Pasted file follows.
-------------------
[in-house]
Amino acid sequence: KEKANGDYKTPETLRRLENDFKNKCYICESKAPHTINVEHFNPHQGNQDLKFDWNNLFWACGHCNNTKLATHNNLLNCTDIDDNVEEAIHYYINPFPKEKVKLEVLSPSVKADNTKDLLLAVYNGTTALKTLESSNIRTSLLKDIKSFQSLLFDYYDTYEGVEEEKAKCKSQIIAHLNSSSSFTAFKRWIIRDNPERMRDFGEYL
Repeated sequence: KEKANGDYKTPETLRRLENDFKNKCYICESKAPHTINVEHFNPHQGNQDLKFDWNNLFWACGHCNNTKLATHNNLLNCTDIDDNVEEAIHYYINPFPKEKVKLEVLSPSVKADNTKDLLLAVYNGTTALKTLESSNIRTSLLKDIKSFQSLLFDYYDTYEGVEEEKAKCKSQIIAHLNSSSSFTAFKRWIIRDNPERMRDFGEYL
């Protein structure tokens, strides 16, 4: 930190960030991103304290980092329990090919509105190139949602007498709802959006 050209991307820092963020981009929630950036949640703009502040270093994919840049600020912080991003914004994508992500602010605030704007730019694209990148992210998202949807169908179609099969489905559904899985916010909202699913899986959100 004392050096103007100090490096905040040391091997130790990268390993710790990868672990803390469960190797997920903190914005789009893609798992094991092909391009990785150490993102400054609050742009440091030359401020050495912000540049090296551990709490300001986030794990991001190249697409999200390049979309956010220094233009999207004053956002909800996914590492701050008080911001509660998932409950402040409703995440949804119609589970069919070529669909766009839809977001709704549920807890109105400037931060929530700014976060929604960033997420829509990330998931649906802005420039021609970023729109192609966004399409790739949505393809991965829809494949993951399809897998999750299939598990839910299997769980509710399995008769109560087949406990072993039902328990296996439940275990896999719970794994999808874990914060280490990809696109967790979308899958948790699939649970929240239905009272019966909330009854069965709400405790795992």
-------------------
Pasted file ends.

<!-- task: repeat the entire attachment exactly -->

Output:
[in-house]
Amino acid sequence: KEKANGDYKTPETLRRLENDFKNKCYICESKAPHTINVEHFNPHQGNQDLKFDWNNLFWACGHCNNTKLATHNNLLNCTDIDDNVEEAIHYYINPFPKEKVKLEVLSPSVKADNTKDLLLAVYNGTTALKTLESSNIRTSLLKDIKSFQSLLFDYYDTYEGVEEEKAKCKSQIIAHLNSSSSFTAFKRWIIRDNPERMRDFGEYL
Repeated sequence: KEKANGDYKTPETLRRLENDFKNKCYICESKAPHTINVEHFNPHQGNQDLKFDWNNLFWACGHCNNTKLATHNNLLNCTDIDDNVEEAIHYYINPFPKEKVKLEVLSPSVKADNTKDLLLAVYNGTTALKTLESSNIRTSLLKDIKSFQSLLFDYYDTYEGVEEEKAKCKSQIIAHLNSSSSFTAFKRWIIRDNPERMRDFGEYL
């Protein structure tokens, strides 16, 4: 930190960030991103304290980092329990090919509105190139949602007498709802959006 050209991307820092963020981009929630950036949640703009502040270093994919840049600020912080991003914004994508992500602010605030704007730019694209990148992210998202949807169908179609099969489905559904899985916010909202699913899986959100 004392050096103007100090490096905040040391091997130790990268390993710790990868672990803390469960190797997920903190914005789009893609798992094991092909391009990785150490993102400054609050742009440091030359401020050495912000540049090296551990709490300001986030794990991001190249697409999200390049979309956010220094233009999207004053956002909800996914590492701050008080911001509660998932409950402040409703995440949804119609589970069919070529669909766009839809977001709704549920807890109105400037931060929530700014976060929604960033997420829509990330998931649906802005420039021609970023729109192609966004399409790739949505393809991965829809494949993951399809897998999750299939598990839910299997769980509710399995008769109560087949406990072993039902328990296996439940275990896999719970794994999808874990914060280490990809696109967790979308899958948790699939649970929240239905009272019966909330009854069965709400405790795992």